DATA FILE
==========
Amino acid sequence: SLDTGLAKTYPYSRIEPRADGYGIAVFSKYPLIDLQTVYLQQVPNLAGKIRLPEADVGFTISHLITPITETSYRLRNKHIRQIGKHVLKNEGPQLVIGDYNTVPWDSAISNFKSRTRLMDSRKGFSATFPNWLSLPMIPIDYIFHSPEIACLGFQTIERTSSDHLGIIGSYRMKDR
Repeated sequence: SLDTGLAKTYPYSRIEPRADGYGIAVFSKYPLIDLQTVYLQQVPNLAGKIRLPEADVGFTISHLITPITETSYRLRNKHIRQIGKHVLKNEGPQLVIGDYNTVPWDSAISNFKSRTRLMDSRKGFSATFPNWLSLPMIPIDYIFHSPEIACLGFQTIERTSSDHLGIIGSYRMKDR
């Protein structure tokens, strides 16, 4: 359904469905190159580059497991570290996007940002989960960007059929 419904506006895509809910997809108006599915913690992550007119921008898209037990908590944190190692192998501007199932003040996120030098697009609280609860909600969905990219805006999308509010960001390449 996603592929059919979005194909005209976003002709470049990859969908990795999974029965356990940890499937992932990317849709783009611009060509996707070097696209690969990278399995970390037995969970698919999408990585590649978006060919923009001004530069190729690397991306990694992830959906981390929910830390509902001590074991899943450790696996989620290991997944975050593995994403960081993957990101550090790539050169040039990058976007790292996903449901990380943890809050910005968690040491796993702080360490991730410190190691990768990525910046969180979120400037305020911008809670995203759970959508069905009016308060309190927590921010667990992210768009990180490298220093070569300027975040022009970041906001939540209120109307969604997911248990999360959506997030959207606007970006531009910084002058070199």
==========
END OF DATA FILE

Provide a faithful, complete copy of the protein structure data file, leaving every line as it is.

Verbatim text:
Amino acid sequence: SLDTGLAKTYPYSRIEPRADGYGIAVFSKYPLIDLQTVYLQQVPNLAGKIRLPEADVGFTISHLITPITETSYRLRNKHIRQIGKHVLKNEGPQLVIGDYNTVPWDSAISNFKSRTRLMDSRKGFSATFPNWLSLPMIPIDYIFHSPEIACLGFQTIERTSSDHLGIIGSYRMKDR
Repeated sequence: SLDTGLAKTYPYSRIEPRADGYGIAVFSKYPLIDLQTVYLQQVPNLAGKIRLPEADVGFTISHLITPITETSYRLRNKHIRQIGKHVLKNEGPQLVIGDYNTVPWDSAISNFKSRTRLMDSRKGFSATFPNWLSLPMIPIDYIFHSPEIACLGFQTIERTSSDHLGIIGSYRMKDR
């Protein structure tokens, strides 16, 4: 359904469905190159580059497991570290996007940002989960960007059929 419904506006895509809910997809108006599915913690992550007119921008898209037990908590944190190692192998501007199932003040996120030098697009609280609860909600969905990219805006999308509010960001390449 996603592929059919979005194909005209976003002709470049990859969908990795999974029965356990940890499937992932990317849709783009611009060509996707070097696209690969990278399995970390037995969970698919999408990585590649978006060919923009001004530069190729690397991306990694992830959906981390929910830390509902001590074991899943450790696996989620290991997944975050593995994403960081993957990101550090790539050169040039990058976007790292996903449901990380943890809050910005968690040491796993702080360490991730410190190691990768990525910046969180979120400037305020911008809670995203759970959508069905009016308060309190927590921010667990992210768009990180490298220093070569300027975040022009970041906001939540209120109307969604997911248990999360959506997030959207606007970006531009910084002058070199």